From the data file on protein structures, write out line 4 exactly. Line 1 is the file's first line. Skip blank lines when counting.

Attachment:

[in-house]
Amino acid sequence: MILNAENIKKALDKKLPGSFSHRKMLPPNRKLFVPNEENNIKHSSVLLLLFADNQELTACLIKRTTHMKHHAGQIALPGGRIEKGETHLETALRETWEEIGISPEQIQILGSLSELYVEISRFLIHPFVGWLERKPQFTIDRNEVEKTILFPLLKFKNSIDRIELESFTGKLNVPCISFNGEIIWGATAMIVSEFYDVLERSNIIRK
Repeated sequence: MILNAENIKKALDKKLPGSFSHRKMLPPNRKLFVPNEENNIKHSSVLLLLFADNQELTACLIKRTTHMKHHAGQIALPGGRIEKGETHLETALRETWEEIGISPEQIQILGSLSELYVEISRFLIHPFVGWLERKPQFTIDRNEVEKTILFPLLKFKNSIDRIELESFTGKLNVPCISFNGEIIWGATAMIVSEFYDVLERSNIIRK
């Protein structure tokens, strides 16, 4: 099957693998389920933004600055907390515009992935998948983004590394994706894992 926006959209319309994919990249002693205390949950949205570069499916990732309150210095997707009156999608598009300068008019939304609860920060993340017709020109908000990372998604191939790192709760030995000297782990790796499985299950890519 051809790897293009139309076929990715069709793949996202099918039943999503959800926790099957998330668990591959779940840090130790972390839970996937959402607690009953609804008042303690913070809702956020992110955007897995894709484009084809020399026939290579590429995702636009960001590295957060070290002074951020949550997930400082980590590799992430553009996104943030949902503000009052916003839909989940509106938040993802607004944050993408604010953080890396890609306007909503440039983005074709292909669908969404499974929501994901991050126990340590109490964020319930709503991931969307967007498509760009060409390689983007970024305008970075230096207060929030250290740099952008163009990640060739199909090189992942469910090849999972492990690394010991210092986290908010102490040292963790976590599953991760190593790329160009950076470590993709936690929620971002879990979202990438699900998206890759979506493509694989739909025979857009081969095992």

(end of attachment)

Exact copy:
């Protein structure tokens, strides 16, 4: 099957693998389920933004600055907390515009992935998948983004590394994706894992 926006959209319309994919990249002693205390949950949205570069499916990732309150210095997707009156999608598009300068008019939304609860920060993340017709020109908000990372998604191939790192709760030995000297782990790796499985299950890519 051809790897293009139309076929990715069709793949996202099918039943999503959800926790099957998330668990591959779940840090130790972390839970996937959402607690009953609804008042303690913070809702956020992110955007897995894709484009084809020399026939290579590429995702636009960001590295957060070290002074951020949550997930400082980590590799992430553009996104943030949902503000009052916003839909989940509106938040993802607004944050993408604010953080890396890609306007909503440039983005074709292909669908969404499974929501994901991050126990340590109490964020319930709503991931969307967007498509760009060409390689983007970024305008970075230096207060929030250290740099952008163009990640060739199909090189992942469910090849999972492990690394010991210092986290908010102490040292963790976590599953991760190593790329160009950076470590993709936690929620971002879990979202990438699900998206890759979506493509694989739909025979857009081969095992």